About Eudaf Hen ab Einydd
from David Nash Ford's Early British Kingdoms:
Eudaf Hen's Ancestry
The family of Eudaf Hen - or Octavius the Old as he would have been known to his contemporaries - hailed from the Gwent area of Wales. Eudaf was apparently Lord of the Gewissae.
The Gewissae are a confused people. Some think they were the Germanic race who lived around Dorchester-on-Thames and Abingdon even before the Romans left Britain. They later merged with the West Saxons who continued to use the name. However, there are other indications that they were the British who lived further to the West. The word "Gewissae" may be related to Ewyas, the northern region of Gwent, and, possibly, to the Hwicce, an apparently Saxon people who lived in Gloucestershire. Their name may have had British origins.
There are tales of Eudaf holding court at Caer Segeint (Caernarfon), but this was probably due to associations with his son-in-law, the Emperor Magnus Maximus. The Gwent/Gloucestershire area would appear to have been his real home, like the tyrant Vortigern who seems to have claimed him as an ancestor.
But Eudaf is a man on the boundaries of mythology. All that can really be said about him is that he probably lived in the early 4th century. He supposedly took up the British High-Kingship after defeating King Coel Godhebog (the Magnificent)'s brother, Trahearn. However, even the old Celtic client-kingdoms under Roman rule had disappeared by this period. If Eudaf held any office of power, it would have been a simple administrative role; perhaps a praeses of Britannia Prima or a decurion of Gloucester or Caerwent.
He had no sons and was succeeded by his son-in-law, the Emperor Magnus Maximus. Conan, his nephew, had to be content as King of both Brittany and Dumnonia. Like many prominent men of their era, Eudaf and Conan claimed descent from Celtic Gods: Llyr Llediarth (Half-Speech), God of the Sea and his son, Bran Fendigaid (the Blessed), who was mortalized in popular tradition as a King of Siluria (Gwent). The pedigree below is gleaned from several sources, but is of little historical value:
* Llyr Lleddiarth (Half-Speech), Abt 55 bc -
m. Iweriadd ferch Beli Mawr (the Great), 60 bc -
* Bran Fendigaid (the Blessed), Abt 20 bc -
o Caradog ap Bran (see below)
o Alan ap Bran, Abt 22 -
o Sadwr ap Bran, Abt 24 -
o Nine Others, Abt 26 -
* Caradog ap Bran, Abt 20 -
* Coellyn ap Caradog, Abt 60 -
* Owain ap Beli, Abt 100 -
* Meirchion ap Owain, Abt 140 -
* Cwrrig Fawr (the Great), Abt 180 -
* Gwrddwfn ap Cwrrig, Abt 215 -
* Einudd ap Gwrddwfn, Abt 250 -
o Eudaf Hen (the Old), King of Ewyas & High-King of Britain, Abt 283 -
+ St. Elen Lwyddog (of the Host), Abt 340 - (m. Magnus Maximus, Emperor of the Western Roman Empire, d.388)
o Gereint ap Einudd (see below)
o Arthfael ap Einudd, Abt 310 -
+ Gwrgant ap Arthfael, Abt 330 -
# Meirchion ap Gwrgant, Abt 370 -
* Gereint ap Einudd, Abt 285 -
* Conan Meriadoc, King of Brittany & Dumnonia, Abt 305 - Abt 367, (1)m. St Ursula of Dumnonia, Abt 305 - from whom descend the Kings of Dumnonia & (2)m. Dareca of Ireland, Abt 310 - from whom descend the Kings of Brittany
Octavius or Eudaf Hen King of Wales (Ewyas)
Born : Abt. 283
Mother Einudd ap Gwrddwfn King of Wales (celt myth)
Children Abt. 340 - St. Elen Lwyddog (of the Host) of Britain
Abt. 305 - Cynan King of Britain (Dumnonia)
Forrás / Source:
A Mabinogion Hero: Lying Tongue, the Old
Eudaf Hen is a Cymric (Welsh) hero known from the Mabinogion of Breuddwyd Macsen Wledig and the Welsh Genealogies where he is portrayed as the father of Elen, who will become Magnus Maximus' wife.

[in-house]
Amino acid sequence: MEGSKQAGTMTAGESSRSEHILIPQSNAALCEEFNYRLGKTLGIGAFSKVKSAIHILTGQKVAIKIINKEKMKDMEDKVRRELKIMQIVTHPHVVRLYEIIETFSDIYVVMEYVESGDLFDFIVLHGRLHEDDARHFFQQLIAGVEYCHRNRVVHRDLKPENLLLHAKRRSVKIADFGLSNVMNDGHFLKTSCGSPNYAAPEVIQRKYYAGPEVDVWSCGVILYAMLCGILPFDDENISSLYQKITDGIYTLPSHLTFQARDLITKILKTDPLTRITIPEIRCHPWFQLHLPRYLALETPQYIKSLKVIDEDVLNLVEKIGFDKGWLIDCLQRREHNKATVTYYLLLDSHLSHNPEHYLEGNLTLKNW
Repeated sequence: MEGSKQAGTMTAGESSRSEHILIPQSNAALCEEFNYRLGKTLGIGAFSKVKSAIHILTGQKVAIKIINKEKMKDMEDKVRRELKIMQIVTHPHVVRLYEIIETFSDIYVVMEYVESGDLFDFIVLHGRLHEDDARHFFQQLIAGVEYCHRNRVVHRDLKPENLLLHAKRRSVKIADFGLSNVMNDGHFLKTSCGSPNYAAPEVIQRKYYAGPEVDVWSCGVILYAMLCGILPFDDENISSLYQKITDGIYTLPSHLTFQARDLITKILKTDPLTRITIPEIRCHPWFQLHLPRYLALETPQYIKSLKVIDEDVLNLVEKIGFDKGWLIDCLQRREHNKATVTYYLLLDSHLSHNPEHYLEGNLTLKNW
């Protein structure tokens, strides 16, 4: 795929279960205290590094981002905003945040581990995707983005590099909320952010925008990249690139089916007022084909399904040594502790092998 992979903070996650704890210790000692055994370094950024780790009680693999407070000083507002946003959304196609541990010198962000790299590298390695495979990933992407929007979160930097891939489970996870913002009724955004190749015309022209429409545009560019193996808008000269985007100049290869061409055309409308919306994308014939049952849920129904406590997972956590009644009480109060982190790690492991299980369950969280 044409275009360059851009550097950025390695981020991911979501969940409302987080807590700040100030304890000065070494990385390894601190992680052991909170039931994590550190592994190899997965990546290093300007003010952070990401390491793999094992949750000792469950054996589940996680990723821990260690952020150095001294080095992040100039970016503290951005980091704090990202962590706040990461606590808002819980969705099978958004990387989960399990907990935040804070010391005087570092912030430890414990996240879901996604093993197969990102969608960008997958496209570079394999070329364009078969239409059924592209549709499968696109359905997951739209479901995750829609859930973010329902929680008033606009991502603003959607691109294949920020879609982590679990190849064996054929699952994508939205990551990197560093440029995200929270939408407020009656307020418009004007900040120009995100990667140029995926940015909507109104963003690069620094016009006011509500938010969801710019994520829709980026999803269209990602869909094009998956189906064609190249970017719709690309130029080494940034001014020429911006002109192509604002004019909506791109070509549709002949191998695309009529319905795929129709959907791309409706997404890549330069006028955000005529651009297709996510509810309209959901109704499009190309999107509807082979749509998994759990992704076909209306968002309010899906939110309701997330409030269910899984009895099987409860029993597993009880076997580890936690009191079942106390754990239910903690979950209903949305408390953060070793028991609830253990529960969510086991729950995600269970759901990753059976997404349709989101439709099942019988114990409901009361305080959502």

Eudaf Hen is known from the Mabinogion of Breuddwyd Macsen and the old Cymric genealogies. In the tale of The Dream of Maximus Magnus Maximus, emperor of Rome, has a dream where he sees a magnificent castle. Within the castle there is a great hall and in this hall two youths are playing gwyddbwyll using a silver board. Beside a pillar in the hall he saw a hoary-headed man sitting before a golden gwyddbwyll board and carving pieces with a file from a rod of gold. Before this man sat a maiden in a chair of ruddy gold. She was the fairest maiden that he had ever seen. Magnus Maximus instantly falls in love with the maiden and urged by his counsellors he sends messengers to seek her out. Finally she is found and Magnus Maximus assembles his host and ventures forth to gain her hand.
The wise men of Rome are brought and he tells them why he is sorrowful. They urge him to send messengers to all parts of the empire so that they may seek-out his dream. Eventually the messengers see the fleet and the castle and upon entering they meet the maiden of Macsen's dream. The maiden does not believe their tale and requests that if their tale be true the emperor should journey thence to seek her. Immidiately the messengers arrived the emperor set forth with his army. They journeyed towards Britain where he conquered the island from Beli mab Manogan and his sons, driving them into the sea. From there they journeyed to Arfon and the emperor immediately recognized the land. He went to the castle where he saw the two youths, Cynan mab Eudaf and Adeon mab Eudaf playing gwyddbwyll and he saw Eudaf mab Caradog sitting in his ivory chair carving chessmen. There he saw the maiden, (who was Elen daughter of Eudaf and hailed her. The next day she asked him for her maiden portion, which was the Island of Britain to be held by her father for her from the channel to the Irish Sea and she would have three castles made for her; the first and greatest in Arfon (which would become known as Caernarfon), the second Caerleon and the third at Caerfyrddin. Thus did Eudaf gain the kingship of Britain, though he held it in trust for Magnus Maximus. Thus Cynan, who is presented as Eudaf's son in this tale is disposessed and this is why he follows Maximus as he attempts to re-gain Rome. Cynan subsequently conquers and subdues Armorica, converting it to the realm of Llydaw (Brittany).
In Geoffrey of Monmouth's Historia Regum Britanniae the cognate character is probably Octavius who purportedly reigned in Britain when Constantine the Great was emperor in Rome. Constantine was crowned king of the Britons in 306 CE (the coronation taking place in York). However, as Constantine's power-base grew he went to Rome to rule, leaving Britain the the charge of a proconsul. This course of events prompted Octavius, then Duke of Gewissei [Ariconium] to initiate a rebellion. Octavius murders the porconsul and his aides to take the crown of Britain as his own (there is an echo here of how Caswallon gained the throne of Britain in the Mabinogi of Branwen ferch Llŷr).